The U.N. Secretary-General said Tuesday that the world is failing to live up to its commitments to protect civilians, an obligation that is preserved in international humanitarian law.
"Peace is the best form of protection," Antonio Guterres told a meeting of the U.N. Security Council on the topic. "We must intensify our efforts to prevent conflict, protect civilians, preserve peace and find political solutions to war."
Guterres said where there is war, countries must comply with international humanitarian law.
"It is the difference between life and death. Between restraint and anarchy. Between losing ourselves in horror and retaining our humanity," he said. "But law overlooked is law undermined."
People board a bus as they evacuate southern Khartoum, Sudan, on May 23, 2023, after a one-week cease-fire between Sudan's army and paramilitary Rapid Support Forces officially started.
Guterres pointed to the newest conflict, the five-week-old fighting between rival generals in Sudan, that has already killed hundreds, displaced more than a million and sent 250,000 people fleeing to neighboring countries. Food, water and fuel are all in short supply, and the country's health system is on the brink of collapse.
"Terrible as this picture is, it is far from being unique," he said, noting that 100 million people worldwide were forcibly displaced last year due to war, violence, human rights abuses or persecution.
Guterres said the effects of war include rising food insecurity — more than 117 million people faced acute hunger in 2022 primarily because of war and instability.
"This is an outrage," the U.N. chief said. "Damage to critical infrastructure hampers food production, blocks distribution and deprives people of safe water."
He welcomed the recent extension for another 60 days of the Black Sea Grain Initiative, which has facilitated the export of more than 30 million metric tons of Ukrainian grain via Black Sea routes since early August, stabilizing world food prices since Russia's 2022 invasion of Ukraine.
Guterres said he hopes outstanding issues with the implementation of a corresponding deal for Russia's export of food and fertilizer will be resolved.
Swiss President Alain Berset chaired the debate, the signature event of his government's month-long presidency of the 15-nation Security Council. More than 80 countries were scheduled to speak.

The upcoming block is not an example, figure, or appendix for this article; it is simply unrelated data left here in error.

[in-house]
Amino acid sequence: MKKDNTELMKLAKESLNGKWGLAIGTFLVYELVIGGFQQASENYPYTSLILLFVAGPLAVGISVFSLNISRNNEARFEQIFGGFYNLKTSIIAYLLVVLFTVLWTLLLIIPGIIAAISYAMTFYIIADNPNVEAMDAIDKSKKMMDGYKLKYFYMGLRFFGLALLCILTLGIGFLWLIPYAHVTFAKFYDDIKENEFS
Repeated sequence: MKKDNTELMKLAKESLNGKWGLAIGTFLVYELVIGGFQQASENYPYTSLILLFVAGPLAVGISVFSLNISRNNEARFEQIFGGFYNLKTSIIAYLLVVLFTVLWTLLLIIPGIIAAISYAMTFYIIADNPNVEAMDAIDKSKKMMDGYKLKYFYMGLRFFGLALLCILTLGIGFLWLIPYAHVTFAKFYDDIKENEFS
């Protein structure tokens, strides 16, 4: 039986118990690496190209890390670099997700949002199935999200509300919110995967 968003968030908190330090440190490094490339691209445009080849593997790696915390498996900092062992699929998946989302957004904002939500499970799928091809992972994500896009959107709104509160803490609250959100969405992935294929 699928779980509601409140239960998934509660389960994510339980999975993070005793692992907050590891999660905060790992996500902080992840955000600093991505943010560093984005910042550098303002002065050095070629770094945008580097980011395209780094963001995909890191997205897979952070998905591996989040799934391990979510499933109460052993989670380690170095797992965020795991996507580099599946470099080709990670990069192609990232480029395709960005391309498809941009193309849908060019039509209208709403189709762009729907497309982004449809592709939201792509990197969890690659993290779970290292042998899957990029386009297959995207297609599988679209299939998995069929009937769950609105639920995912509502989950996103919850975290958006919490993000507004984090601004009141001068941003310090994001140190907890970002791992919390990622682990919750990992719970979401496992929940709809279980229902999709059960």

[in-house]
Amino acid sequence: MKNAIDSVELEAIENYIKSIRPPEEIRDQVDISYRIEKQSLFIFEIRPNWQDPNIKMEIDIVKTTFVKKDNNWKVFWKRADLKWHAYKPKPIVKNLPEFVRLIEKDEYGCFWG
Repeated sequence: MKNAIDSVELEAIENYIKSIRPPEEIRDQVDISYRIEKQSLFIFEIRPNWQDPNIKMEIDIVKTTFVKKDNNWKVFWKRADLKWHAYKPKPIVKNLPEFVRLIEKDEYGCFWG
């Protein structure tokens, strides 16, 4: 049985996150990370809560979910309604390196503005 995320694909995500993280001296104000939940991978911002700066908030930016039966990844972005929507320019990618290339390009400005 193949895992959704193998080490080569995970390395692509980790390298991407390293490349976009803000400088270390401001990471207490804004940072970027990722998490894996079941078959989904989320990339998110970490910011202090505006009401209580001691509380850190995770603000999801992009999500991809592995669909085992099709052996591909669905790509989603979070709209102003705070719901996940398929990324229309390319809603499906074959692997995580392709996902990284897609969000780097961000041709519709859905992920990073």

"Respect for international humanitarian law is a priority for all of us here around this table," Berset told council members. "And of course, as the depository of the Geneva Conventions and the seat of the ICRC [International Committee of the Red Cross], we feel in particular bound by this humanitarian imperative."
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Switzerland is the depository for the Geneva Conventions and their Additional Protocols, which are the basis for international humanitarian law. They set out the rules of armed conflict and seek to protect civilians, medical and aid workers, the wounded and prisoners of war.
Switzerland is also home to the ICRC, which has protection of civilians at the core of its mandate.
"ICRC's figures show that the number of non-international armed conflicts has, over the past 20 years, more than tripled from less than 30 to over 90," ICRC President Mirjana Spoljaric said. "Many of these are protracted conflicts, bringing ceaseless suffering — suffering that is compounded by climate shocks, food insecurity and economic hardship."
She said civilians suffer attacks, threats and political stalemates that make peace less achievable.
"Compliance with the law protects civilians. It prevents violations and abuses," she said. "It reduces the cost of war while maintaining a pathway to cease-fire agreements, and eventually to lasting peace, functioning economies, and a healthy natural environment."